• There is a PlayStation Vita game known as Cytus Lambda.
  • The musical group Axwell Λ Ingrosso use the lambda as symbol in their name.
  • An automotive oxygen sensor (O2 sensor) is also known as a lambda probe, sensor, sond, or sonde.
  • Lambda is used in art and photography to refer to a digital Type C print, or to the equipment that is used to produce it.
  • In the study of gasoline engines, Lambda sometimes refers to the air/fuel mixture going into the engine.

Character Encodings

Unicode uses the spelling "lamda" in character names, instead of "lambda".

  • Greek Lambda / Coptic Laula
Character Λ λ
Encodings decimal hex decimal hex decimal hex decimal hex decimal hex
Unicode 923 U+039B 955 U+03BB 7463 U+1D27 11414 U+2C96 11415 U+2C97
UTF-8 206 155 CE 9B 206 187 CE BB 225 180 167 E1 B4 A7 226 178 150 E2 B2 96 226 178 151 E2 B2 97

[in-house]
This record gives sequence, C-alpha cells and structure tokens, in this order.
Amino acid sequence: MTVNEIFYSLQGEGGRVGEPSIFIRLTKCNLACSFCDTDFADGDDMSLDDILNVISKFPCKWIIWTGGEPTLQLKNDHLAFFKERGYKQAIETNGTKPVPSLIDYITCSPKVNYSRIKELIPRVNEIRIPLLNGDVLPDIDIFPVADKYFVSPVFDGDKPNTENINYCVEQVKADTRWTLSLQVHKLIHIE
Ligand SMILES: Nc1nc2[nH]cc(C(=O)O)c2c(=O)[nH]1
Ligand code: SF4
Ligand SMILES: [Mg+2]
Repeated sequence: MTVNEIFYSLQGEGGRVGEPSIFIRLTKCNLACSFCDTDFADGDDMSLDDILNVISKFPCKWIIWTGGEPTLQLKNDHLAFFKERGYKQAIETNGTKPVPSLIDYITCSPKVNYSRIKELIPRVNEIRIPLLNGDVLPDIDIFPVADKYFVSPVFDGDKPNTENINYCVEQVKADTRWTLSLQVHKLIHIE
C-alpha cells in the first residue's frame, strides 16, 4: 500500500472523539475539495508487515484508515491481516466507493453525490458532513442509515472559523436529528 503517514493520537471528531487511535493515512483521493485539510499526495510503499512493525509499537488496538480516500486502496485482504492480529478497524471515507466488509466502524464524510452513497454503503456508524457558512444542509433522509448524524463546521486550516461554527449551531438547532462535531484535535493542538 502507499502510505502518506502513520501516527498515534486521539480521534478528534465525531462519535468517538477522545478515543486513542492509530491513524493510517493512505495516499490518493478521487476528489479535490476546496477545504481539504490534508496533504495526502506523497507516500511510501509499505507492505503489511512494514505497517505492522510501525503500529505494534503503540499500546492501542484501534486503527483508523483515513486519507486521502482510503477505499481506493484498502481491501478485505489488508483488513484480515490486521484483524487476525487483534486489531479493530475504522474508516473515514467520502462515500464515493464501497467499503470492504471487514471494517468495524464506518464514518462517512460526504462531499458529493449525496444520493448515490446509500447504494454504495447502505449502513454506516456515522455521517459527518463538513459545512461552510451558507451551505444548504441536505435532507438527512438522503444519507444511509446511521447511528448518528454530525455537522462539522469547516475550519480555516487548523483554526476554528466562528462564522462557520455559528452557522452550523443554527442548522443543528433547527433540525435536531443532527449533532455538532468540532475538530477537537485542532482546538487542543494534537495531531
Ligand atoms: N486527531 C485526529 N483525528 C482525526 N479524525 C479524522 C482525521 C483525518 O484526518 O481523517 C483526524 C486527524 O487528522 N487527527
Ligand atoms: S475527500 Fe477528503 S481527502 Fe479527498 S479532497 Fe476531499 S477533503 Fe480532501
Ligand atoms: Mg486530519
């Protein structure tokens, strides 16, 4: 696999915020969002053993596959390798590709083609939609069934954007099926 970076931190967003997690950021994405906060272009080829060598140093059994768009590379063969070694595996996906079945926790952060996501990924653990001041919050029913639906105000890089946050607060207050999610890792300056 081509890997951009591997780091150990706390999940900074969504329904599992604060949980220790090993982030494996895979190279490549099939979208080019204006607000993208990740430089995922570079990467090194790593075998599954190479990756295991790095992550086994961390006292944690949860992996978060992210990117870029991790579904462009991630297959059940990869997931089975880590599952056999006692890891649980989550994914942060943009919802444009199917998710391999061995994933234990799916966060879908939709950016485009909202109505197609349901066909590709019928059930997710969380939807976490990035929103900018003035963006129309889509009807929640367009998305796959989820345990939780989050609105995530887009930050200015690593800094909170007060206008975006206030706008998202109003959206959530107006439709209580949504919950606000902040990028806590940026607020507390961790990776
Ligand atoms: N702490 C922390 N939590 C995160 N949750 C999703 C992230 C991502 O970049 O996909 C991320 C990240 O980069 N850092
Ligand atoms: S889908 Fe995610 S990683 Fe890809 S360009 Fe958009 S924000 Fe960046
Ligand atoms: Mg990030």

Numeric character reference Λ Λ λ λ ᴧ ᴧ Ⲗ Ⲗ ⲗ ⲗ
Named character reference Λ λ
DOS Greek 138 8A 162 A2
DOS Greek-2 182 B6 229 E5
Windows 1253 203 CB 235 EB
TeX \Lambda \lambda
  • Mathematical Lambda
Character 𝚲 𝛌 𝛬 𝜆 𝜦 𝝀
Encodings decimal hex decimal hex decimal hex decimal hex decimal hex decimal hex
Unicode 120498 U+1D6B2 120524 U+1D6CC 120556 U+1D6EC 120582 U+1D706 120614 U+1D726 120640 U+1D740
UTF-8 240 157 154 178 F0 9D 9A B2 240 157 155 140 F0 9D 9B 8C 240 157 155 172 F0 9D 9B AC 240 157 156 134 F0 9D 9C 86 240 157 156 166 F0 9D 9C A6 240 157 157 128 F0 9D 9D 80